You are not logged in. Would you like to login or register?



09-4-2016 17:31:14  #11


Re: Desk favourites

Beak, I have one similar to that but minus the leather surface. I find those Lap Desks to be pretty convenient for handwriting and also for ultra-portable typewriters, as long as you can sit with your forelegs level, they make for a comfortable writing surface.

~Joe

 

10-4-2016 05:11:11  #12


Re: Desk favourites

It's not that I'm shy, it's that I don't have fancy desk stuff! I have a gorgeous 1950s teak sideboard full of folders and so on, in my cunningly designed bedroom/office. But the G Plan dining table that was the desk element of the bedroom/office is now in the living room, and in its place is a displaced guinea pig (long story) called Chet Baker. On the table in the living room are a sweet old lamp with a burlap shade, in need of rewiring, and a 1978 SG3 with a broken feed roller. (Tom, I have not forgotten this! It's practically in the post.)

The little writing desk is ineffably pretty though!

 

10-4-2016 17:54:26  #13


Re: Desk favourites

beak wrote:

retro wrote:

This particular model has a design fault in the handset cradle; the receiver could easily slip forward and 'unhook' the phone.  The design was soon corrected in the replacement model which is superficially the same.  A nice vintage piece.

Yes it very easy to accidentally unhook the phone. They never replaced mine. Bit late to get one now I suppose.

 

11-4-2016 04:44:19  #14


Re: Desk favourites

Hang on to it - collectors will be paying good money for these in a few years.


Sincerely,
beak.
 
     Thread Starter
 

26-4-2016 08:54:45  #15


Re: Desk favourites

Uwe, I notice that all of your pictures have good depth and strong levelling - do you have a particular Photoshop sequence to give them this look? - come on, share your secrets...


Sincerely,
beak.
 
     Thread Starter
 

26-4-2016 09:26:53  #16


Re: Desk favourites

Beak, no secrets, honestly. I only use a photo editor to crop a photo and resize it. Actually, until very recently, I didn't even have software that mimics Photoshop's myriad adjustments. Photography was a serious hobby of mine when I was a teenager and even considered making it a career. Back then all photo retouching was done by a real artist with an airbrush. Back then everything was shot on film, and we developed our own; I was pretty good in the darkroom and there definitely were tricks involved there.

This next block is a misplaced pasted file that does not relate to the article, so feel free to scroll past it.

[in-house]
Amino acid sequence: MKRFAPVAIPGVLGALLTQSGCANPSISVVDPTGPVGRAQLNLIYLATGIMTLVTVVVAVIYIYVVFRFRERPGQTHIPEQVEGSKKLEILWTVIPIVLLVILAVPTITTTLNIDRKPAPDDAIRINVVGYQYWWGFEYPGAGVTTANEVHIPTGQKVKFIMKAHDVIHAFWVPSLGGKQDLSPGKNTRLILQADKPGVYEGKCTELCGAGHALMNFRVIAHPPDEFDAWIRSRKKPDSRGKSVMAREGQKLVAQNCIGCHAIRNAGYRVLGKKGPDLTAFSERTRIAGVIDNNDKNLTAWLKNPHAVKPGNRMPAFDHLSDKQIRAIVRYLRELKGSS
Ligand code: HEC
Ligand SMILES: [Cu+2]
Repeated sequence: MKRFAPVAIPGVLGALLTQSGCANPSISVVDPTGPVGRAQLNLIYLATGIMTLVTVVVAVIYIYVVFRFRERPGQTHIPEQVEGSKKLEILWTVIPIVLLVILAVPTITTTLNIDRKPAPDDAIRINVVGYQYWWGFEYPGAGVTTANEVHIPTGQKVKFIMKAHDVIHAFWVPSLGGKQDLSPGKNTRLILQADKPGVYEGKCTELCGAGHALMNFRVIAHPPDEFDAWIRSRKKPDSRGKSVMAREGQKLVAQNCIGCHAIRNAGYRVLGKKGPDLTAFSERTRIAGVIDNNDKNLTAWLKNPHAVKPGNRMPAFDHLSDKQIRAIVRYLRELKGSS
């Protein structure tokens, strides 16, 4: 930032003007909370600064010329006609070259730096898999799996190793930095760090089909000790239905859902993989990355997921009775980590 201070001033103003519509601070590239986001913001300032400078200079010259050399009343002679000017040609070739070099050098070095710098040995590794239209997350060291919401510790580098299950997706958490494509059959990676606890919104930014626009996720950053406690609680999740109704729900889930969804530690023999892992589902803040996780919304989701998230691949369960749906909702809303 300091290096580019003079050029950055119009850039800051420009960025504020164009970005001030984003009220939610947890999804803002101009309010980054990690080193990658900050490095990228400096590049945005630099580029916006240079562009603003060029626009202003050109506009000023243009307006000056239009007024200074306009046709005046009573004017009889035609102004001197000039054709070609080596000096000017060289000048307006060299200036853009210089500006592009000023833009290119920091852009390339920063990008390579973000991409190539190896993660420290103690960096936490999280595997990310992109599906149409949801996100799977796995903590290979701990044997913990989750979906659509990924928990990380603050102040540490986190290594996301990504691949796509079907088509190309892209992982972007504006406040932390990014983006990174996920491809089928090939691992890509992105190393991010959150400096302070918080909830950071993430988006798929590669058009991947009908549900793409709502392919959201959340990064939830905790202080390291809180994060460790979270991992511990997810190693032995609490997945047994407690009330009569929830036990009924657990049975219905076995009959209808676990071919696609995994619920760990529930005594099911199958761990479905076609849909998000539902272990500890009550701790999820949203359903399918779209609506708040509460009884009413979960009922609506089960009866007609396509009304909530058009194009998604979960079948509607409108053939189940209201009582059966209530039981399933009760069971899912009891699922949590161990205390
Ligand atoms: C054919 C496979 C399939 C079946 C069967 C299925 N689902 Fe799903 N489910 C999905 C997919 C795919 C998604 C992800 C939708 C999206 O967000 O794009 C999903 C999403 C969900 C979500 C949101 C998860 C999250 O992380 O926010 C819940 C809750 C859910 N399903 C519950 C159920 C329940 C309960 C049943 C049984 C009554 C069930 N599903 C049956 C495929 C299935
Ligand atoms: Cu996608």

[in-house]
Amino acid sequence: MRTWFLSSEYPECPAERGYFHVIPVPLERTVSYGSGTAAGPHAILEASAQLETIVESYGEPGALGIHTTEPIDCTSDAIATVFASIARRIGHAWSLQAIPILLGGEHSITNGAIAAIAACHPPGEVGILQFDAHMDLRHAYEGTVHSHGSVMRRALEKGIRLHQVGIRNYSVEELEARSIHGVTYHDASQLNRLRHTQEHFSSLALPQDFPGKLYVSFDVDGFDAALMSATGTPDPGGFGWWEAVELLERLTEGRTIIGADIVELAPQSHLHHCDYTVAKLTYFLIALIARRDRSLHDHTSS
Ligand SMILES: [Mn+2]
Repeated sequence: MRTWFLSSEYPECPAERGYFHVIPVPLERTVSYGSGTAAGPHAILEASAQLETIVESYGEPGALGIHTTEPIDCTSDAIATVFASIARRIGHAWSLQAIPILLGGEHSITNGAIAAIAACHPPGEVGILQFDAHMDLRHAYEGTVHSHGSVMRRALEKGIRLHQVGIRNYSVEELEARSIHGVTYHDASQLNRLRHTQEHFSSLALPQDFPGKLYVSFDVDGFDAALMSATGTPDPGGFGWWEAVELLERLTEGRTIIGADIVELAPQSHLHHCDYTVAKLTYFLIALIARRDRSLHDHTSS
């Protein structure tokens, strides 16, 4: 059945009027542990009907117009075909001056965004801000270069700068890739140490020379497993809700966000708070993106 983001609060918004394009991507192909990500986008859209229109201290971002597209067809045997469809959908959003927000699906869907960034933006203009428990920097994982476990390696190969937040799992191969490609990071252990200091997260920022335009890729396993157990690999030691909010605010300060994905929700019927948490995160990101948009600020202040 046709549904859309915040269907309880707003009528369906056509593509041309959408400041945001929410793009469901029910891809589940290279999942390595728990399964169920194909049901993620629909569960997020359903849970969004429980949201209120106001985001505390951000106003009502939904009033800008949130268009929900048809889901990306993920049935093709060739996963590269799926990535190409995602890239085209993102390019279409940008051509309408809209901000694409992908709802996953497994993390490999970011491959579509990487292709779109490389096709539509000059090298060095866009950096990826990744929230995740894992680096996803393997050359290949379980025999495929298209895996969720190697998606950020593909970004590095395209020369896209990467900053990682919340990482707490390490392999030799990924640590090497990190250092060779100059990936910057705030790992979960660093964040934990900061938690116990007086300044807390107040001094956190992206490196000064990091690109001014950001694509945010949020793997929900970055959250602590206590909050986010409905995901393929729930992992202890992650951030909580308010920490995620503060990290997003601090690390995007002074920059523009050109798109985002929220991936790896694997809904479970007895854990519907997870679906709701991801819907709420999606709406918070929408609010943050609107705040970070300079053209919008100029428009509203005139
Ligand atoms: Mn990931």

I'm embarrassed to say that I don't own decent digital gear. I sold most of my 35 mm equipment for pennies on the dollar, and just don't have the funds to buy the modern day equivalent. For years I owned cheap point-and-shoot models, and then a few years ago I bought a slightly upscale Olympus PEN model (what can I say, I love Olympus - I'm not one of those Canon/Nikon devotees) that offers some versatility with settings.

This is a rather long-winded explanation, I apologize. In short, I mostly just concentrate on getting the lighting right, and when I have the patience, I'll turn off the camera's stabilization options, set the ISO as low as possible, and use a tripod to get the focus as sharp as possible. I'm old school, so I work on getting the original shot right instead of what I assume is the trend now, which is to change the shot using software after the fact.


"To save time is to lengthen life."
 

26-4-2016 19:26:20  #17


Re: Desk favourites

Universal Addler - the essential accessory.
https://lh3.googleusercontent.com/48e2M7q38n_fjHUcEA3Qg0dJ9yiLOAwN1eGuHBSWjRpbTktcs_IV0TX5a2j8oRY1goqmMEVDeGbE0O5zMRfjZAyuyvKly3HogXKC5h_D8X27-Qt60tHJzMjr321317USmbuAvRe36sb1GQ_mpna-5YXSthCpQd1AiWyAx4uLiAnw-PY-jk4jbu3i2trXvJmIN2UkaCQNltxWd8hjb4oqAWC3-Kwif9TtyHE7NEv5gBqQKMTFRdmDKMvlUxyEX0mma1BmSZ7N7o-T3EmymDf67pUu-94VJ_HcZNR_DLBYlaCc7yrKiW-GMBioCHWZeiy4w0OzfqXVGziofW1Uwd7hxq-TrSwqqCHYmbpca4zgrxMApNVexHMbQfItGACopkde05hdg4T18MWgmZEM7EnLt0SS4GynExW_pO_Jh_SMiMm4RfnhMFwmrNmcUlz6-oMnYp406uVrZT9iYbPyyiYLMt-hlH6yb70g67VY7exD1iMcr9xzi1ov43dFCGEXIhrtm8GHTSQBBTnKwZfiAuB0_lHHOtnf7GHdrN_aaTuRKFrvelx-6BTZPE4O3GRVQ2Hez2Yl=w753-h517-no